Nautilus has voiced its support for a member who was the victim of sex discrimination, as she launches a petition calling on the government to eliminate a loophole in the Equality Act 2010.
The loophole excludes protection to seafarers working on foreign vessels outside UK waters and fails to protect applicants for such jobs, even when the recruitment procedure is carried out in the UK.
Deck officer Sophia Walker is demanding a change in the law after Hong-Kong based Wallem Shipmanagement refused to employ her for a deck-based job because she was a woman.
In the case of Walker v Wallem Shipmanagement, the London-based Employment Appeal Tribunal (EAT) ruled on 16 January 2020, that deck officer Sophia Walker was the victim of sex discrimination after she was refused a job interview because she was a woman.
Wallem admitted direct sex discrimination but escaped punishment because of the loophole in the Equalities Act 2010 (Work on Ships and Hovercraft) Regulations 2011, which excludes protection to seafarers working on foreign vessels outside UK waters.
Nautilus is fully behind Ms Walker’s campaign, and also wrote to the shipping minister calling for the law to be remedied. The Union alerted the International Maritime Employers' Council (IMEC) to Wallem's behaviour, with a view to ending its discriminatory recruitment practices.
In a letter to Secretary of State for Transport Grant Shapps and then-Shipping Minister Nusrat Ghani on 6 February, Nautilus general secretary Mark Dickinson said Ms Walker's case was 'likely to cause considerable concern within the British maritime community, which has recently seen many campaigns and events aimed at promoting the entry of women into seafaring careers'.
The matter should be one of 'utmost concern to the government' and to 'all those championing equal opportunities and diversity in the work place', Mr Dickinson said.
In Parliament on 12 February Ms Ghani committed to review existing employment legislation for UK seafarers to ensure protections against discrimination by foreign companies.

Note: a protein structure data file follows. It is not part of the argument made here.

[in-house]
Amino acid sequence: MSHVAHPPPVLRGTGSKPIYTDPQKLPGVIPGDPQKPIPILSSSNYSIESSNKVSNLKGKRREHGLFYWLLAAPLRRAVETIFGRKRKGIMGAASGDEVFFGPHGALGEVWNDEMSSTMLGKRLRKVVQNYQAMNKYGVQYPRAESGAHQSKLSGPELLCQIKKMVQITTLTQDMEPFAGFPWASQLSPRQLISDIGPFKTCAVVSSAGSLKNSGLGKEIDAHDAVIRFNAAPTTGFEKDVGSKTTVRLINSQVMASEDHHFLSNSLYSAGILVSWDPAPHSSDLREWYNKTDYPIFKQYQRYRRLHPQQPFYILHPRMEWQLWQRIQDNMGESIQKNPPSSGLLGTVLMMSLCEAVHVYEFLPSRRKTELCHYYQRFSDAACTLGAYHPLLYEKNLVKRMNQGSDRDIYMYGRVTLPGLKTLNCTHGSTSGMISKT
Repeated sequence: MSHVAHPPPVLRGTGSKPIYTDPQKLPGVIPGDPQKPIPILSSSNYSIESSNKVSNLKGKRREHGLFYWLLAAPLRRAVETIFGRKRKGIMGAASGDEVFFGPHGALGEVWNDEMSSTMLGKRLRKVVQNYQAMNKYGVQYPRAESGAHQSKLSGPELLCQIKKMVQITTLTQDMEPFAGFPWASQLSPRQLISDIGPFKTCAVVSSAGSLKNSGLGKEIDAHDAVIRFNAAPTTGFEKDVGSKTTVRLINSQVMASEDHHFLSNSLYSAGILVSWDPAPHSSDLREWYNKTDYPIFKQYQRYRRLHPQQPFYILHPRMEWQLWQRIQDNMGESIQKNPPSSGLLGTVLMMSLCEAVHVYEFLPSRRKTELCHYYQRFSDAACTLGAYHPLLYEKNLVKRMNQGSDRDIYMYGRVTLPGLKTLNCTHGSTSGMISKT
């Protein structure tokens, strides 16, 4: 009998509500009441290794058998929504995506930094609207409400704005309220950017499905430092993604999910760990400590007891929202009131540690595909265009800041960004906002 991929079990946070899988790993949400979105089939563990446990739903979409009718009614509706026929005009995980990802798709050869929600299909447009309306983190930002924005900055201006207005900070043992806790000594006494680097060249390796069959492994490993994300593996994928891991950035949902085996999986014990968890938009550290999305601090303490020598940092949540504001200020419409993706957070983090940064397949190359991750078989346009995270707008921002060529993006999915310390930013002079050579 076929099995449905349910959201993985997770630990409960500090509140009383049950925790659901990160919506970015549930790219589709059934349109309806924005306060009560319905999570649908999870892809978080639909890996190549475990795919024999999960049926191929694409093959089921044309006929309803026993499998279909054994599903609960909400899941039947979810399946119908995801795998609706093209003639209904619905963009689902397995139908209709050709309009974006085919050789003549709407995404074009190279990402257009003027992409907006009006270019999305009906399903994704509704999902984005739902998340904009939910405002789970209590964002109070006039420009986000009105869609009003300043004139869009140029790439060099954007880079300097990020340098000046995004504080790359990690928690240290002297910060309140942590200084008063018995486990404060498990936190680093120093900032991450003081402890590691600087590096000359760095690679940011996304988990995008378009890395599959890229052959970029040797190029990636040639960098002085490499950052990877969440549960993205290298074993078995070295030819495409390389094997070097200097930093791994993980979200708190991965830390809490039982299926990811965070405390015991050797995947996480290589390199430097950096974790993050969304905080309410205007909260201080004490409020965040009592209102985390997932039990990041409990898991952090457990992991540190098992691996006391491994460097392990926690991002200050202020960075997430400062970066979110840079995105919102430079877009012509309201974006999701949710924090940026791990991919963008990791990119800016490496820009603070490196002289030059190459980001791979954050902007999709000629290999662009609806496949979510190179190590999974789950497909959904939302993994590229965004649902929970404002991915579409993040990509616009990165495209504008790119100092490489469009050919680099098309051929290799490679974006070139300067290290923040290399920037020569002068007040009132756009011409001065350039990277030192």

'We are committed to develop the concept of a social framework, as referred to in the Maritime 2050 Strategy,' Ms Ghani said.
'This could include a review of all employment legislation explicitly pertaining to seafarers' work and social protection, ensuring close alignment with the protections available to those working in land-based roles.'
The Equalities Act 2010 (Work on Ships and Hovercraft) Regulations 2011 due for a five yearly statutory review in 2021.
In the background to her petition Ms Walker said: 'The EAT's ruling not only affected myself but moreover it has the serious potential to affect all job applicants on England and Wales soil who apply to work as a seafarer on vessels under non-UK flags which sail in international waters.
'This abhorrent loophole in the law gives the "green light" to shipping companies like Wallem to openly discriminate against job applicants, for example, racist or otherwise discriminatory recruitment criteria (e.g. 'no Jews or Muslims' 'no gays') could be used with impunity.'
Sex discrimination in the UK and how a Hong Kong ship manager got away with it
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